“I say to you, Love your enemies and pray for those who persecute you, so that you may be sons of your Father who is in heaven; for he makes his sun rise on the evil and on the good, and sends rain on the just and the unjust. For if you love those who love you, what reward have you? Do not even the tax collectors do the same? And if you salute only your brethren, what more are you doing from others? do not even the Gentiles do the same? You, therefore, must be perfect, as your heavenly Father is perfect.”

Yup. You’re expected to be as good as God. Love everyone exactly the same amount. Pretty simple.

This pretty much is an anti-social media echo chamber message as well. If you surround yourself with people who agree with you and group up to attack people who don’t… you’re doing it wrong.

This is another common thread in the Gospels. Jesus is pretty egalitarian. He references how the Father or God pretty much grants the same environment for people regardless of their behavior (i.e. sun shines on the just and the unjust, etc.). This is a powerful message because it requires complete inner peace. It is exactly when the attack is the most painful and the most personal that you must love that person and pray for them.

It’s scary to think of the implications. Imagine someone who burns down your house or murders your children. Could you love them? Could you meet this bar? Or are you just someone who loves those who love you already? I don’t think I could, but it seems like the right direction.

What about money?
Do not lay up for yourselves treasures on earth, where moth and rust consume and where thieves break in and steal, but lay up for yourselves treasures in heaven, where neither moth nor rust consumes and where thieves do not break in and steal. For where your treasure is, there will your heart be also… No one can serve two masters; for either he will hate the one and love the other, or he will be devoted to the one and despise the other.

I’m guessing Jesus wouldn’t have been a very rich person in any time period with that attitude. Despite the spin that I hear and read, the pure Christian message on money is pretty simple… and if you believe it along with the other parts of Jesus’ message, you won’t have a lot. So my conclusion is… there aren’t any rich Christians. I’ve seem people justify vast wealth rectified with Christianity by using all kinds of Bible verses, but I think this message is REALLY clear and consistent. Besides if you are giving your money away to people who need it more than you and there’s tons of poor people in the world, that’s pretty much the balance right there. Again, I don’t meet this bar. Not even close.
But isn’t salvation just accepting Jesus into your heart?
No. I hear this all the time, but Jesus is super clear on it:
Not every one who says to me ‘Lord. Lord,” shall enter the kingdom of heaven, but he who does the will of my Father who is in heaven…Every one then who hears these words of mine and does them will be like a wise man who built his house upon the rock; and the rain fell, and the floods came, and the winds blew and beat upon that house, but it did not fall, because it had been founded on the rock. And every one who hears these words of mine and does not do them will be like a foolish man who built his house upon the sand; and the rain fell, and the floods came, and the winds blew and beat against that house, and it fell; and great was the fall of it.”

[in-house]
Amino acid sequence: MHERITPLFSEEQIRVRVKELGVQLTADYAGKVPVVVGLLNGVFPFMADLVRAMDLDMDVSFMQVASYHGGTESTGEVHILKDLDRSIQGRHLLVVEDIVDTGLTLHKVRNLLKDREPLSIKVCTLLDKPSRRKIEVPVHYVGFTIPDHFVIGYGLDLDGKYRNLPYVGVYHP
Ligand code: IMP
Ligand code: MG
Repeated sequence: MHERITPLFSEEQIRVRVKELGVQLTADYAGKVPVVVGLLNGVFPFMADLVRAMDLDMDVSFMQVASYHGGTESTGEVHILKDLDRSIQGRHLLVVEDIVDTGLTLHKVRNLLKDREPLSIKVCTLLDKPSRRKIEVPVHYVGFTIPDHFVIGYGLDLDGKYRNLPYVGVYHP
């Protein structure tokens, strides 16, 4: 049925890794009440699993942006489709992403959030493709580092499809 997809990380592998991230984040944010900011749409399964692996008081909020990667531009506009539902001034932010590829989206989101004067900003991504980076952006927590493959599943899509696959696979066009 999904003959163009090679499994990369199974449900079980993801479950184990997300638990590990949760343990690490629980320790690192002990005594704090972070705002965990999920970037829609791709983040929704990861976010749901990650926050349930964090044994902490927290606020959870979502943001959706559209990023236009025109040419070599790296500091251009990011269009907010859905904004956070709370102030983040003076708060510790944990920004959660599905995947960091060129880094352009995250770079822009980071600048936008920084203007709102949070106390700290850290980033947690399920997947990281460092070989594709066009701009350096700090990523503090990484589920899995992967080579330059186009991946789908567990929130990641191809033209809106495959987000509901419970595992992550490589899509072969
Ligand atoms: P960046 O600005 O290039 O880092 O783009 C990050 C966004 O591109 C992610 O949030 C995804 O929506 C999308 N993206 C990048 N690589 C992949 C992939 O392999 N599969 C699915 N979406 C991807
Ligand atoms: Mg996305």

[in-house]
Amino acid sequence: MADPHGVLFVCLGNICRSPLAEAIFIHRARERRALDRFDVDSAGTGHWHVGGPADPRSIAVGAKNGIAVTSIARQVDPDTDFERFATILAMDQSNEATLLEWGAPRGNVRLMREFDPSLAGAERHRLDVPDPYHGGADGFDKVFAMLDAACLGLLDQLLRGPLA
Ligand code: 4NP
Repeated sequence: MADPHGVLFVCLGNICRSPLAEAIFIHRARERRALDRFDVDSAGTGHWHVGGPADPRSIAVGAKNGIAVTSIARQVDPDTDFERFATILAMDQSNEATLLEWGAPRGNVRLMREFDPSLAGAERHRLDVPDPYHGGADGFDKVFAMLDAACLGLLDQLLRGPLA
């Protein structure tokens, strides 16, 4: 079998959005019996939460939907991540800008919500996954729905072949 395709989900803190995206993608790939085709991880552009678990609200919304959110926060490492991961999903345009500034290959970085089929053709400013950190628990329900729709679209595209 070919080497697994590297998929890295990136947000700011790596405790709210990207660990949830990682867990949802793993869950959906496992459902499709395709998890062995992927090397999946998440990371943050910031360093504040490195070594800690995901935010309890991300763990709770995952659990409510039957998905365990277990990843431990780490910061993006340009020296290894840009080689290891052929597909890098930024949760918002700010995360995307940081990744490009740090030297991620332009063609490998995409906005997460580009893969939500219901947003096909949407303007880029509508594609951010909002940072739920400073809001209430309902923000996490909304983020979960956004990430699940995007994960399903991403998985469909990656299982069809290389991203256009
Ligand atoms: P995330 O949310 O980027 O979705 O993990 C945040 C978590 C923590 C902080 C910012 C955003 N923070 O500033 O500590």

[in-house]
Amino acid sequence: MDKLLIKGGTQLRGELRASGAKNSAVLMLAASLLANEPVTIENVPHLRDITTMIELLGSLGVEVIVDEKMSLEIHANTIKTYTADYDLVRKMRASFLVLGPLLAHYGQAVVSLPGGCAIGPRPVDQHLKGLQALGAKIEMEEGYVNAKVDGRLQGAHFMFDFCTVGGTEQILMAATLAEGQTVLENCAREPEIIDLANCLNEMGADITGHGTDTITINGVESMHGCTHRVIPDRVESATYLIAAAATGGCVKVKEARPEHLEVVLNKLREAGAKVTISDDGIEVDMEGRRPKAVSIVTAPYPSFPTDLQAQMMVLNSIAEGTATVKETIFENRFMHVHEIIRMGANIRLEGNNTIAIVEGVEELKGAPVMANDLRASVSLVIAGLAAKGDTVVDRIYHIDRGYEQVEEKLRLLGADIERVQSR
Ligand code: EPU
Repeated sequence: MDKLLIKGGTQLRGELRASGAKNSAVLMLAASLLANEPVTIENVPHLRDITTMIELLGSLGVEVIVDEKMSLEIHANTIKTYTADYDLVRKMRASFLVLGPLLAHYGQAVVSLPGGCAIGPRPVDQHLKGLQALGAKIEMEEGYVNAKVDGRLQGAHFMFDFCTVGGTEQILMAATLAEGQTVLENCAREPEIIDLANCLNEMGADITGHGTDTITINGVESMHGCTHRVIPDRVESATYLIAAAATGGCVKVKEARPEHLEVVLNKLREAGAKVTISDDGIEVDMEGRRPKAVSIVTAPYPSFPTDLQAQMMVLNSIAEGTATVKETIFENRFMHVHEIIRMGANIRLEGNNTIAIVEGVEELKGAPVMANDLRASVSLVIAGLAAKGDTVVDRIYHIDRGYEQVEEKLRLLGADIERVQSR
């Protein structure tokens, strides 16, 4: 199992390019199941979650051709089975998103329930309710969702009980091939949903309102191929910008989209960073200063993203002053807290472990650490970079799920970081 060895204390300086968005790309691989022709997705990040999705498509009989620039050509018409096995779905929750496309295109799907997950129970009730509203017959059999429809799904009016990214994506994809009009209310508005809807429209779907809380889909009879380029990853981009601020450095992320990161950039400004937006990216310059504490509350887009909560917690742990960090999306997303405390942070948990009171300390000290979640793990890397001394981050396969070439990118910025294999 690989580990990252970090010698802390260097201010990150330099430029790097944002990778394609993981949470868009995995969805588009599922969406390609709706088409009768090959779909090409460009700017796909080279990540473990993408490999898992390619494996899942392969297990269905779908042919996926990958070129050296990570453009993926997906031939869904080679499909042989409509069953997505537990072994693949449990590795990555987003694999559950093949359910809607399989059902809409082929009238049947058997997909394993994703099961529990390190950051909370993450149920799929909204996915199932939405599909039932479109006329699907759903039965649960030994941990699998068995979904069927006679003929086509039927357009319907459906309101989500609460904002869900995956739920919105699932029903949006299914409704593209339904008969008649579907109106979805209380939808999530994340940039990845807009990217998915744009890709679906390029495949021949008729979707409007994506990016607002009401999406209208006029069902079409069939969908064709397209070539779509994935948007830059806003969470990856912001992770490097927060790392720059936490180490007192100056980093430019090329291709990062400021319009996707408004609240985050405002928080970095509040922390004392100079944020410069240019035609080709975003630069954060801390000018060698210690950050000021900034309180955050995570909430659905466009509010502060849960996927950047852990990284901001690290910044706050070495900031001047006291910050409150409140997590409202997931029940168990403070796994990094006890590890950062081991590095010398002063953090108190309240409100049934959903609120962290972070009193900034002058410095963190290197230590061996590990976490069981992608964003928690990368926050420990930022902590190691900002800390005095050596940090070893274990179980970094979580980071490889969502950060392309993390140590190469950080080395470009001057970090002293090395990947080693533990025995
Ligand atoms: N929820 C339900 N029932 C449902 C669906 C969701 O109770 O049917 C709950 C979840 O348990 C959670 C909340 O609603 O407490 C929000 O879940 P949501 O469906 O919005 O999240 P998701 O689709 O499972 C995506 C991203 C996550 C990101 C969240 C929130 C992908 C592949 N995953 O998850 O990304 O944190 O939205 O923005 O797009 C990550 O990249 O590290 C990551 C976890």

That’s right, Jesus expects you to do things as well as say things. So if you just say the words and think the thoughts, it doesn’t do much good. You are primarily evaluated based on your actions.

Implicitly if you do behave in this way but don’t say “Lord, Lord” you are still building your house on that rock. Deeds matter MORE than belief. You can dream about that perfect house but you gotta build it.

I didn’t cover everything. It’s amazing that so much is compressed into a fairly small amount of text. Of course the interpretation of that sermon has filled many thousands of pages in many thousands of books.

It’s a bit sad that in 2000 years humanity has advanced technology to incredible degrees but a simple moral message is just as difficult to execute today as it was back then. I think humanity in general is improved but the evolution of morality is quite a bit more difficult than the evolution of technology, it seems.

How AI will force us to confront our purpose in the Universe.


AI is a hot topic these days.

Everything from self driving cars to robotic surgery seems to be making headlines.

Along with the amazement of an automated future, something troubling has simultaneously arisen.

If AI can do everything humans can do, but better… what do the humans do?

Many articles discuss how humans will potentially become more creatively focused, we will awaken our intrinsic motivations instead of constantly focusing on extrinsic rewards. Switzerland is voting on a referendum to give every citizen $2600/mo tax free. While unlikely to pass, other cities are already experimenting with the idea of “basic income.”

Those experiments and ideas are not directly related to AI per se, but they do reflect a long term trend in machines taking over work from humans.

What started in the industrial revolution in manufacturing has slowly been swallowing up more and more work. This shows up as a general term of “efficiency” but I think what it really represents is replacing human effort with non-human effort.

Whether, and to what extent, this is “good” or “bad” is subject to interpretation. On the one hand having a machine that can harvest corn is far more efficient than having hundreds of people doing it by hand. It also frees those people from the repetitive and uncomfortable job of harvesting corn by hand. However, if your life is dependent on you harvesting corn by hand, this replacement is a mixed blessing at best.